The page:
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HQ building of the Imperial Japanese Army, Tokyo, from 1937-1945

The Army Ministry of Japan (陸軍省 Rikugunshō ?), more popularly known as the Ministry of War of Japan was the cabinet-level ministry from 1872-1945 in charge with administration of the Imperial Japanese Army (IJA).

Contents

History

The Army Ministry was created in April 1872, along with the Navy Ministry, to replace the Ministry of Military Affairs (Hyōbushō) of the early Meiji government of Japan.

Initially, the Army Ministry was in charge of both administration and operational command of the Imperial Japanese Army; however, with the creation of the Imperial Japanese Army General Staff in December 1878, it was left with only administrative functions. Its primary role was to secure the army budget, weapons procurement, personnel, relations with the Diet of Japan and the cabinet and broad matters of military policy.

The post of Army Minister was politically powerful. Although a member of the Cabinet after the establishment of the cabinet system of government under the Meiji Constitution from 1885, the Army Minister was answerable directly to the Emperor of Japan and not to the Prime Minister of Japan.

The post of Army Minister was usually filled by an active duty general in the Imperial Japanese Army. This practice was made into law under the "Military Ministers to be Active-Duty Officers Law" (軍部大臣現役武官制 Gumbu daijin gen'eki bukan sei ?) in 1900 by Prime Minister Yamagata Aritomo to curb the influence of political parties into military affairs. Abolished in 1913 under the administration of Yamamoto Gonnohyoe, the law was revived again in 1936 at the insistence of the Army General Staff by Prime Minister Hirota Koki. The ability of the Army to refuse to nominate an Army Minister gave it effective veto power over the formation of any civilian administration, and was a key factor in the erosion of representative democracy and the rise of Japanese militarism.

The Ministry was abolished in December 1945 after the end of World War II during the American Occupation of Japan.

Organization

  • Under-Secretary of the Army (Vice Minister)
    • Military Affairs Bureau
    • Personnel Bureau
    • Weapons Bureau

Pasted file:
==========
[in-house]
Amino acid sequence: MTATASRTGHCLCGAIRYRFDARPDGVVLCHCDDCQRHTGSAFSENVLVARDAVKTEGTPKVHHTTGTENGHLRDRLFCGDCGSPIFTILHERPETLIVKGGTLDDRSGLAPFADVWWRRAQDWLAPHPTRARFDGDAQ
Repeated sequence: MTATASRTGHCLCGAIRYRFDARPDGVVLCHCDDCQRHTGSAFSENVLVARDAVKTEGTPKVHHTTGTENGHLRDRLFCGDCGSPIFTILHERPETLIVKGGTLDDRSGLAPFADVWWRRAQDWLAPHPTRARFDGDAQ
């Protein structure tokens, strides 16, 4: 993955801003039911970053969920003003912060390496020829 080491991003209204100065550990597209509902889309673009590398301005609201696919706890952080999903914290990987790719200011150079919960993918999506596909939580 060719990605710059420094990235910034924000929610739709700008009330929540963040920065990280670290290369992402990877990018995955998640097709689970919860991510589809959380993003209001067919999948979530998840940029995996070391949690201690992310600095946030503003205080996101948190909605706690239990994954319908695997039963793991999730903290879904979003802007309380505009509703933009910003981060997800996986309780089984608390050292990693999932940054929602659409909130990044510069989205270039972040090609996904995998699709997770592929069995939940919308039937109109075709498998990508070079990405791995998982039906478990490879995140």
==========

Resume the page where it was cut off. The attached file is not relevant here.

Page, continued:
• Army Service Bureau
    • Administration Bureau
    • Intendance (Accounts and Supply)
    • Medical
    • Judicial Bureau
    • Economic Mobilization Bureau
    • Aeronautical Department
    • Economic Mobilization (abolished in April 1945)

The Army Ministry and Imperial General Headquarters were located was located in Ichigaya Heights, in which is now part of Shinjuku, Tokyo.

Imperial Japanese Military
Empire of Japan
Administration
Imperial General Headquarters
Components
 Imperial Japanese Navy
(Dai Nippon Teikoku Kaigun)
        Imperial Japanese Navy Air Service
        Imperial Japanese Navy Land Forces
    Major battles
    List of ships
    List of aircraft
    Main admirals
 Imperial Japanese Army
(Dai Nippon Teikoku Rikugun)
        Imperial Japanese Army Air Service
        Railways and Shipping Section
    Uniforms
Rank insignia
Naval rank insignia
Army rank insignia
History of the Japanese Military
Military History of Japan during World War II

Ministers of Army of Japan

Dates Name
1 22 December 1885 17 May 1891 Oyama Iwao
2 17 May 1891 8 August 1892 Takashima Tomonosuke
3 8 August 1892 31 August 1896 Oyama Iwao
4 31 August 1896 18 September 1896 Saigō Tsugumichi
5 18 September 1896 20 September 1896 Oyama Iwao
6 20 September 1896 12 January 1898 Takashima Tomonosuke
7 12 January 1898 23 December 1900 Katsura Tarō
8 23 December 1900 27 March 1902 Kodama Gentarō
9 27 March 1902 30 August 1911 Terauchi Masatake
10 30 August 1911 2 April 1912 Ishimoto Shinroku
11 5 April 1912 21 December 1912 Uehara Yūsaku
12 21 December 1912 24 June 1913 Kigoshi Yasutsuna
13 24 June 1913 16 April 1914 Kusunose Yukihiko
14 16 April 1914 30 March 1916 Oka Ichinosuke
15 30 March 1916 29 September 1918 Oshima Ken'ichi
16 29 September 1918 9 June 1921 Tanaka Giichi
17 9 June 1921 24 August 1923 Yamanashi Hanzō
18 24 August 1923 2 September 1923 Tanaka Giichi
19 2 September 1923 20 April 1927 Ugaki Kazushige
20 20 April 1927 2 July 1929 Shirakawa Yoshinori
21 2 July 1929 14 April 1931 Ugaki Kazushige
22 14 April 1931 13 December 1931 Minami Jirō
23 13 December 1931 23 January 1934 Araki Sadao
24 23 January 1934 5 September 1935 Hayashi Senjūrō
25 5 September 1935 9 March 1936 Kawashima Yoshiyuki
26 9 March 1936 2 February 1937 Terauchi Hisaichi
27 2 February 1937 9 February 1937 Nakamura Kōtarō
28 9 February 1937 3 June 1938 Sugiyama Hajime
29 3 June 1938 30 August 1939 Itagaki Seishirō
30 30 August 1939 22 July 1940 Hata Shunroku
31 22 July 1940 22 July 1944 Tojo Hideki
32 22 July 1944 7 April 1945 Sugiyama Hajime
33 7 April 1945 14 August 1945 Anami Korechika
34 17 August 1945 23 August 1945 Higashikuni Naruhiko
35 23 August 1945 1 December 1945 Shimomura Sadamu

References

  • Edgerton, Robert B. (1999). Warriors of the Rising Sun: A History of the Japanese Military. Westview Press. ISBN 0813336007.  
  • Harries, Meirion (1994). Soldiers of the Sun: The Rise and Fall of the Imperial Japanese Army. Random House. ISBN 0679753036.  
  • "Foreign Office Files for Japan and the Far East". Adam Matthew Publications. Accessed 2 March 2005.
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